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Science Has Built A Robotic Hand, The feels Touch

David Smothers June 18, 2013

Help at the touch of a button

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Amputees may one day regain actual feeling thanks to Darpa and researchers at Case Western University who have created what we thought was once only possible in science fiction. As a part of DARPA’s Reliable Neural-Interface Technology (RE-NET) program, CWRU’s flat interface nerve electrode (FINE) system has demonstrated that it can provide enough sensation to each individual finger to give amputees the ability to feel their way around, just like Luke Skywalker.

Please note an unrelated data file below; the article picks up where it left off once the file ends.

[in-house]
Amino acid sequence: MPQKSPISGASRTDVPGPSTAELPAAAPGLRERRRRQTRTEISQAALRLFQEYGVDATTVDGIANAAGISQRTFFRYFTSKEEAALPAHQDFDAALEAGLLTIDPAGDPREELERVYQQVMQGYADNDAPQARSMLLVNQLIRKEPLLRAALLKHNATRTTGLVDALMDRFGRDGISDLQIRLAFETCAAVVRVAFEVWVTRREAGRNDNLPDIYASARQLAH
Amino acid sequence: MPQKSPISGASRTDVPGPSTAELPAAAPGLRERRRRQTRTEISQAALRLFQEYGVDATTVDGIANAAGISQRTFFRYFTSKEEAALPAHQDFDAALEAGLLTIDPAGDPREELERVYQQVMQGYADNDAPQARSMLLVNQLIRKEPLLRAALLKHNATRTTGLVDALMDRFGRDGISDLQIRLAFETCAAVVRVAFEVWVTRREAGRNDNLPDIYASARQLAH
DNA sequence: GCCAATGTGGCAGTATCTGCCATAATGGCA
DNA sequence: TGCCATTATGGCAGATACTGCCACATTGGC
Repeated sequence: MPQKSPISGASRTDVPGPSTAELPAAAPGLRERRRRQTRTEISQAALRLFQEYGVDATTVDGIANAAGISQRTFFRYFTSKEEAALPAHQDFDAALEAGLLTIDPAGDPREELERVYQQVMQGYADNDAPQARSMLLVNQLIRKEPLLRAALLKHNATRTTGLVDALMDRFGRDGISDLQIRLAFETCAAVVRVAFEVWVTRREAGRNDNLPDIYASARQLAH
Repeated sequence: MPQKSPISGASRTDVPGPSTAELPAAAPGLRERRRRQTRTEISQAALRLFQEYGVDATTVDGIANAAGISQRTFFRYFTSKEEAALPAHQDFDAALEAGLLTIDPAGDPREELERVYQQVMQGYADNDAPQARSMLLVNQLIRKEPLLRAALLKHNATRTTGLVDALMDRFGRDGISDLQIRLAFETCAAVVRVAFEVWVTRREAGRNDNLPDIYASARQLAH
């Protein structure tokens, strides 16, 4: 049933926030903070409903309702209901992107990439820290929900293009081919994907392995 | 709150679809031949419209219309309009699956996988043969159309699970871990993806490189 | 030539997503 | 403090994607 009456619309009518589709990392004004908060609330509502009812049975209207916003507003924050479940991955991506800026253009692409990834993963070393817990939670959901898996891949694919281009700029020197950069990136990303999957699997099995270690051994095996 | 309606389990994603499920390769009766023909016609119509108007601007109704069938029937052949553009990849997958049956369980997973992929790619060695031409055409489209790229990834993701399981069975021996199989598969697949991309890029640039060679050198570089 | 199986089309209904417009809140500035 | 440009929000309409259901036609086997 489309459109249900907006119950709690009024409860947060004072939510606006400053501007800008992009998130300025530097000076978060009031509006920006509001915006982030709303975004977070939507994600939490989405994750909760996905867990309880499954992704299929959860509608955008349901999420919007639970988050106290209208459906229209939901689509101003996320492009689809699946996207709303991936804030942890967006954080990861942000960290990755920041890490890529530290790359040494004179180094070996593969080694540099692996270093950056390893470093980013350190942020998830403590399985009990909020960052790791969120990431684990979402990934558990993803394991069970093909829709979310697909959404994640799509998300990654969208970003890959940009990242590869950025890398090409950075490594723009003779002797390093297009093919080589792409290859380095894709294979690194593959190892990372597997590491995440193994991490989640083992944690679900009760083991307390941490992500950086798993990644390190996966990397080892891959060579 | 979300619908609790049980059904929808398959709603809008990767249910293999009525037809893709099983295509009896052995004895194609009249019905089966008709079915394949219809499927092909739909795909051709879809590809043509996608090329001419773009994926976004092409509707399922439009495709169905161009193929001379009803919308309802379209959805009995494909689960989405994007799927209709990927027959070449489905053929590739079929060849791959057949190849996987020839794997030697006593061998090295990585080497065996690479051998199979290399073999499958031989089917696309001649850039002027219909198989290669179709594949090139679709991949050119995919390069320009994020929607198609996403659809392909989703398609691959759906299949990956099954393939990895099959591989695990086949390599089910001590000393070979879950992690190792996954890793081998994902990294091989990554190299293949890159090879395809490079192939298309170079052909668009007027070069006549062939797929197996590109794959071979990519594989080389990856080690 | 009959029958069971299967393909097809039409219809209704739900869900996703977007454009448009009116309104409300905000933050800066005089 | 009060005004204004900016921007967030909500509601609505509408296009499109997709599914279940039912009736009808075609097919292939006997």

DARPA’s RE-NET program studies the longevity and viability of brain interfaces and their accompanying peripherals. What Case Western’s FINE system does is provide direct sensory feedback by intertwining itself with what nerves are left intact. So instead of relying on visual feedback to make a prosthetic work or do what the amputee wants, FINE allows them to feel and touch their way around.

Alternatively, researchers at the Rehabilitation Institute of Chicago have built and demonstrated a different type of interface that’s visually driven. Called targeted muscle re-innervation (TMR), the nerves from amputated limbs are rewired to work with existing muscles, like the below video.

If this sounds familiar to you, you’re not alone. This is basically what happened when Luke lost his hand at the end of Episode V and was fitted with a bionic hand. Amazing! DARPA says it will continue to evaluate the existing programs under RE-NET through 2016. Let’s hope they find a long-term solution before then.

[via Darpa]

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